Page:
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  • Coping with loss as a nurse - 'their memory drives me forward'

    Author: Charlotte Mitchell

Inspiration and courage are two words that Adjunct Professor Sally Sara draws on a lot when talking about her experience as a prostate cancer specialist nurse.

“There have been so many men I've cared for who’ve inspired me, especially those who are no longer with us.”

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“You do get quite a connection with them, working with patients and their families over a number of years, particularly those where their disease gets worse and eventually they pass away from it.”

“Those men, their courage and their dignity, and also their eagerness to help other people who've been diagnosed with the disease, even when the situation is not good – my inspiration comes from that”, Adjunct Professor Sara told HealthTimes.

Adjunct Professor Sara leads the Prostate Cancer Foundation of Australia’s Prostate Cancer Specialist Nursing Service, which includes 86 nurses located around Australia.


Cabrini Health
ACAS Assessor
St Vincent's Hospital

“I often think about those men and their lovely families, who have done so much to try and raise awareness among the community and raise money for research and at the same time, are dealing with the knowledge that their life was going to be shortened by this disease.”

“Their memory really drives me forward to keep on striving – to improve quality of care, support and resources available to these men. It’s had a big impact on me.”

Adjunct Professor Sara said that the journey of grief starts much earlier than death. It starts with the diagnosis, and nurses are on that journey from day one.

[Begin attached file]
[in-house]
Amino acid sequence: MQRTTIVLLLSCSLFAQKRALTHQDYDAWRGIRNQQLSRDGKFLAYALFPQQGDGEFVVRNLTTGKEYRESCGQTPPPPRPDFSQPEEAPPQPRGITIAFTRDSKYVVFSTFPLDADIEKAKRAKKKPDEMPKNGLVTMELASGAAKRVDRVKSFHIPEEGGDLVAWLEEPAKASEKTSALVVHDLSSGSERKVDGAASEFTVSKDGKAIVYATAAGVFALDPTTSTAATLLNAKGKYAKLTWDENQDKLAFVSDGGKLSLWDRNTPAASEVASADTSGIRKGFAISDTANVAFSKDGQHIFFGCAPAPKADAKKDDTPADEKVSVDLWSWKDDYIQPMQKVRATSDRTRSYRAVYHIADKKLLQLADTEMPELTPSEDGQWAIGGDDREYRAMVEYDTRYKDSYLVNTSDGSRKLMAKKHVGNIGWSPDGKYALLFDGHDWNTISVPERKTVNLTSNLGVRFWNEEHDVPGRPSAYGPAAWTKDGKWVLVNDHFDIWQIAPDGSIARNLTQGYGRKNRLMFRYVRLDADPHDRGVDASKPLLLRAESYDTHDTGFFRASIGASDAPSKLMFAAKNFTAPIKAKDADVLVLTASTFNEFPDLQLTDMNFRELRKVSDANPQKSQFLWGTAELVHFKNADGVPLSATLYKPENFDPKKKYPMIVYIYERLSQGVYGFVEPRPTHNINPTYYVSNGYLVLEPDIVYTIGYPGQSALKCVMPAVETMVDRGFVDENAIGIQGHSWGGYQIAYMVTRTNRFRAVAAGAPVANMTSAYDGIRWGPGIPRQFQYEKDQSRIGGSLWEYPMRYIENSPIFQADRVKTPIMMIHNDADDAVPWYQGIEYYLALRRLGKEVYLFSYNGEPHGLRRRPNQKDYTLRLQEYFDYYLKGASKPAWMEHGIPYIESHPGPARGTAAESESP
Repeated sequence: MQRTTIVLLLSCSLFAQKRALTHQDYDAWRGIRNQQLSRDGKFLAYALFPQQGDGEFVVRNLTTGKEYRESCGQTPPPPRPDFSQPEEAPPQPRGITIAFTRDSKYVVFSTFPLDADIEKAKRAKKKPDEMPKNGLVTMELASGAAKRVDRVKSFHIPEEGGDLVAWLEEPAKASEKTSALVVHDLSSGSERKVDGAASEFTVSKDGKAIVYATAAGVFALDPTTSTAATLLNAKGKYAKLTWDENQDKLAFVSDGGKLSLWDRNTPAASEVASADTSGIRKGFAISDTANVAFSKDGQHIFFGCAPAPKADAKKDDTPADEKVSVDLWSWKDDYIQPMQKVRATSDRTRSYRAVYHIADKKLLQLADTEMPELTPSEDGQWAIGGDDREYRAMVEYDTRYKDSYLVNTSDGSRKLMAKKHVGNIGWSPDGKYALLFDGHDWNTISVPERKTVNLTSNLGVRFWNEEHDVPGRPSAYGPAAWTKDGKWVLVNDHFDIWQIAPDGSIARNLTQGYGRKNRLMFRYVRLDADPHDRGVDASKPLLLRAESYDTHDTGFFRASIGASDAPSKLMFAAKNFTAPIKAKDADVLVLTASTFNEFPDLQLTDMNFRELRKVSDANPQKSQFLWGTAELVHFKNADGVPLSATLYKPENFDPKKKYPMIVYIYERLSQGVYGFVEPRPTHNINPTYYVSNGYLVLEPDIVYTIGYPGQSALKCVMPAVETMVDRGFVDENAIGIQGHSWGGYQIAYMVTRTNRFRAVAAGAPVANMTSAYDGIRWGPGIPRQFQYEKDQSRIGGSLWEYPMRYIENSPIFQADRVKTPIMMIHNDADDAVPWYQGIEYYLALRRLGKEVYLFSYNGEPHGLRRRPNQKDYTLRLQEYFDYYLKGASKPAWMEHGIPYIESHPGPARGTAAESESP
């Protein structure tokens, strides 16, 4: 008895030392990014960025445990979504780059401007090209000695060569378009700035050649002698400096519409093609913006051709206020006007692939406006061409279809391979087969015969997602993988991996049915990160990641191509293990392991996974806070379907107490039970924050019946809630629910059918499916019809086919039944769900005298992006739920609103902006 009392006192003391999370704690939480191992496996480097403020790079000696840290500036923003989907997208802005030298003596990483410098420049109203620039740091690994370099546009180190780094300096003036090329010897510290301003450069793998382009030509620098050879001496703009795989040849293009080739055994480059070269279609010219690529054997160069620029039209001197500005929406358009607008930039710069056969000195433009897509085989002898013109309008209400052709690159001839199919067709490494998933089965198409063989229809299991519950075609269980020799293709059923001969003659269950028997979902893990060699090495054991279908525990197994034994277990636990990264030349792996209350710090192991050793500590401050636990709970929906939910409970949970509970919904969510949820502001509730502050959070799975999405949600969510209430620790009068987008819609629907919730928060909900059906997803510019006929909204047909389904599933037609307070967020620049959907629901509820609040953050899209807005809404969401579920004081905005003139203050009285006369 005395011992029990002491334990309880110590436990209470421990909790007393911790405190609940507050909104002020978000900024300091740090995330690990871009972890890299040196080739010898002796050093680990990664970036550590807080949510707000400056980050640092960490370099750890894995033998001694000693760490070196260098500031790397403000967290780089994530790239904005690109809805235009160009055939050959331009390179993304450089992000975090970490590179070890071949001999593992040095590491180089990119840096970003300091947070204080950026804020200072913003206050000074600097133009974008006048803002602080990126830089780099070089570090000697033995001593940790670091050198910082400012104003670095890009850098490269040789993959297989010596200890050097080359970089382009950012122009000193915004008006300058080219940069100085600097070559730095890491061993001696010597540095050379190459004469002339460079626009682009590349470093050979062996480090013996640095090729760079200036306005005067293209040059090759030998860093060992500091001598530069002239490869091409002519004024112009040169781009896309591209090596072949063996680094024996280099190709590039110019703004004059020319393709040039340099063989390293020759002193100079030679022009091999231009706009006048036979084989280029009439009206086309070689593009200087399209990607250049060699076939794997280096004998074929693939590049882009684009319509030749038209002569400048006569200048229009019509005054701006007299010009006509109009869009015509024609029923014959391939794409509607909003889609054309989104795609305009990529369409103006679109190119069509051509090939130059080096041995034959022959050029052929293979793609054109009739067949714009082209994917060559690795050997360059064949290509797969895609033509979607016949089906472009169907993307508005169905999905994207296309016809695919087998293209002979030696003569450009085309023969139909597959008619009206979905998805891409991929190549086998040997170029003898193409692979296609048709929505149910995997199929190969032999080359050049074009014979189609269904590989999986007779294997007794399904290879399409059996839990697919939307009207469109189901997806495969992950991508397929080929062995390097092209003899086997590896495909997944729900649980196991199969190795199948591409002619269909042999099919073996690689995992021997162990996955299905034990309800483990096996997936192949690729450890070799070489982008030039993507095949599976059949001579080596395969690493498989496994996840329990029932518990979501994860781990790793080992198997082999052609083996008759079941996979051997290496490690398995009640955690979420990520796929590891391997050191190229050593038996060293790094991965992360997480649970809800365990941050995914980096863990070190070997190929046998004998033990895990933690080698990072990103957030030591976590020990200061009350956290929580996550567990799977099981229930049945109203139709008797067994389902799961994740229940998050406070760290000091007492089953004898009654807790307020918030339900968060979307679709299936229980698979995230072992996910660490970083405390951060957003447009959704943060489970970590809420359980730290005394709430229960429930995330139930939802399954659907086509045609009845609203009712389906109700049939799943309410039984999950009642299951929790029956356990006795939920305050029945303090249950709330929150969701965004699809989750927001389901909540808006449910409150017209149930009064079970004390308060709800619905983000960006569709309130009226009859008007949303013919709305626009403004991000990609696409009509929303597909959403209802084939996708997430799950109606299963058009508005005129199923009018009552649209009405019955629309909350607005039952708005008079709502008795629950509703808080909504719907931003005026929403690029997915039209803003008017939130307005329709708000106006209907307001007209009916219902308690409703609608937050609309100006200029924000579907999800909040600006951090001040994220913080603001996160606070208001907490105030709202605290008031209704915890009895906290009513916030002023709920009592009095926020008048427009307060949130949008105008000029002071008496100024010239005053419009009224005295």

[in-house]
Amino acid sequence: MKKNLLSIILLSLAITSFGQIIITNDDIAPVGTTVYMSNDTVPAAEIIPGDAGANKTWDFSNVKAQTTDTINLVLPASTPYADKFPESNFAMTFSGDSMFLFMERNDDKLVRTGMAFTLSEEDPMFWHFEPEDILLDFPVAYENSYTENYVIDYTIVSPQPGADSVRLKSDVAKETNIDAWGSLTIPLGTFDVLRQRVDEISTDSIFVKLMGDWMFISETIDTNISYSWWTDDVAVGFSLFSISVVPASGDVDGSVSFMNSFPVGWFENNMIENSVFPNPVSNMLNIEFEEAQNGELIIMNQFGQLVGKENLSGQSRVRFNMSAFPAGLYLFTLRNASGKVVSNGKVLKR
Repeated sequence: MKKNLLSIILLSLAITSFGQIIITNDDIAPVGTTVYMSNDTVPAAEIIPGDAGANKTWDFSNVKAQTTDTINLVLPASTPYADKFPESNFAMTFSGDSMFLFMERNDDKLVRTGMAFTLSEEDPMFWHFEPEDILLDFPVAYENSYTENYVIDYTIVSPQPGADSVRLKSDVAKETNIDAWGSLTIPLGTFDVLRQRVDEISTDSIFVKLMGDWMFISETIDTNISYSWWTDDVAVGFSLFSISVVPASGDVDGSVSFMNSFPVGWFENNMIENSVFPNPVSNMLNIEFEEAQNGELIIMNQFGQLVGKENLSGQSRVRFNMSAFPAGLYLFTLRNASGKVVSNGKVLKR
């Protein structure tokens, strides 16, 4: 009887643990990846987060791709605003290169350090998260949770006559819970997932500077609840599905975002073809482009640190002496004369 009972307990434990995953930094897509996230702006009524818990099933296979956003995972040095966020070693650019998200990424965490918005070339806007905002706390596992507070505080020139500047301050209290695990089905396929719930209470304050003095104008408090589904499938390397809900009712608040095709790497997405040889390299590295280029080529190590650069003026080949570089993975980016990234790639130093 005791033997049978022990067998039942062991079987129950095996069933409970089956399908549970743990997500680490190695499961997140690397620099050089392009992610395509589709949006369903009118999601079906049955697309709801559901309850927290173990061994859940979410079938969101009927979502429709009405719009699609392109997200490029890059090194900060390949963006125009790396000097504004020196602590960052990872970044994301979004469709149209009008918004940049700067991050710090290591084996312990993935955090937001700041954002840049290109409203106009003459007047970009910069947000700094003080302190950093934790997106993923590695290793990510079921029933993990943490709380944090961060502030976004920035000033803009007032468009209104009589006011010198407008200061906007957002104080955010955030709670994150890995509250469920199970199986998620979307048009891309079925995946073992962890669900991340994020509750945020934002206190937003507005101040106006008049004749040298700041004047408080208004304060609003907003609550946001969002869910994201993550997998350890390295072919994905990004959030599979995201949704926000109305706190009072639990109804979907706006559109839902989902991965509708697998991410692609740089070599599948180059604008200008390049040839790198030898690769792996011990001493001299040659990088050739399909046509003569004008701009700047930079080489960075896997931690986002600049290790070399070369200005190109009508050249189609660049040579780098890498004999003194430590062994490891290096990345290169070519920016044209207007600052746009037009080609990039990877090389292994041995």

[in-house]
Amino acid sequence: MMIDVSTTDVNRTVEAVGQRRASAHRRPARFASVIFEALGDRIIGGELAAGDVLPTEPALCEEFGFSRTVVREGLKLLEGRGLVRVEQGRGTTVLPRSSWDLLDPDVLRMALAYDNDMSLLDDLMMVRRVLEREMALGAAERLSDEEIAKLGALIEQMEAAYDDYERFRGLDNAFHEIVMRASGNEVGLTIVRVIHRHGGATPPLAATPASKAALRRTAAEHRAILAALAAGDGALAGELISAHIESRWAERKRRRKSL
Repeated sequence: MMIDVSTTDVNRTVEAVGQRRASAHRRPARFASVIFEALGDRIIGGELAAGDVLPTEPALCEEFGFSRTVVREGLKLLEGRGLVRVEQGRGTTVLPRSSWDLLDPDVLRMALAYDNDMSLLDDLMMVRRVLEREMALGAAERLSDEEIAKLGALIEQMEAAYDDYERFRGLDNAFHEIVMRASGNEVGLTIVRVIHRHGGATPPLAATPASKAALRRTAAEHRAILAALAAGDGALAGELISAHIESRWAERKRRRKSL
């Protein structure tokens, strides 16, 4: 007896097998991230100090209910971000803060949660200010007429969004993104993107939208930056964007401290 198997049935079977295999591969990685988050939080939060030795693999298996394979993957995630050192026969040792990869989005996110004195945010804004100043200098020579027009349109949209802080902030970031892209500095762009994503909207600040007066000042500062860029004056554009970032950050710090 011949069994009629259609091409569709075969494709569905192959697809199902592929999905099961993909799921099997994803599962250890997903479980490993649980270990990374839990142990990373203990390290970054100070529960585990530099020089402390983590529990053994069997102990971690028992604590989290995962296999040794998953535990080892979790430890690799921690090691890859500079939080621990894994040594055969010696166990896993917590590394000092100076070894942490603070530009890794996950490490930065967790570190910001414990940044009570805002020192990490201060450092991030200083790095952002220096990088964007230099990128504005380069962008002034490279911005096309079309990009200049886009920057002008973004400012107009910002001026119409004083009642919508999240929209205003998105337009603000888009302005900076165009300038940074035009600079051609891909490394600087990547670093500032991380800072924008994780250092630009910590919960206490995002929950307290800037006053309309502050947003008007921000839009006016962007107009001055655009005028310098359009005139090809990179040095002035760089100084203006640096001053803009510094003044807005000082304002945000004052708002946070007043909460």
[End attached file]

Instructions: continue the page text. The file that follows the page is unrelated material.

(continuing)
“As nurses, we’re there to support men and their families as they're grieving and with men who are newly diagnosed, the grief actually starts straight away. It doesn't just happen when a man passes away.”

“It’s important that we let ourselves feel that emotion.  When you're in a room and you've got a man and his family there, and they're being told bad news, or that the cancer has come back or progressed, that’s incredibly sad.”

“In that moment when you are there with the man and his family, your role professionally is to provide support in any way you can, and to try and make what lies ahead for them a little bit easier to bear.”

Adjunct Professor Sara said that nurses are often so caught up in caring for those in need, that they can forget to care for themselves too.

“It’s so important that nurses recognize when they need to get additional support, especially when the emotional side of things is impacting their work and their family, and they start to struggle.”

“A part of that is having good professional networks to debrief with the colleagues and access that help if they need it”, she added.

More than 30 years into her nursing career, Adjunct Professor Sara is still as passionate now about her work as she was when she began.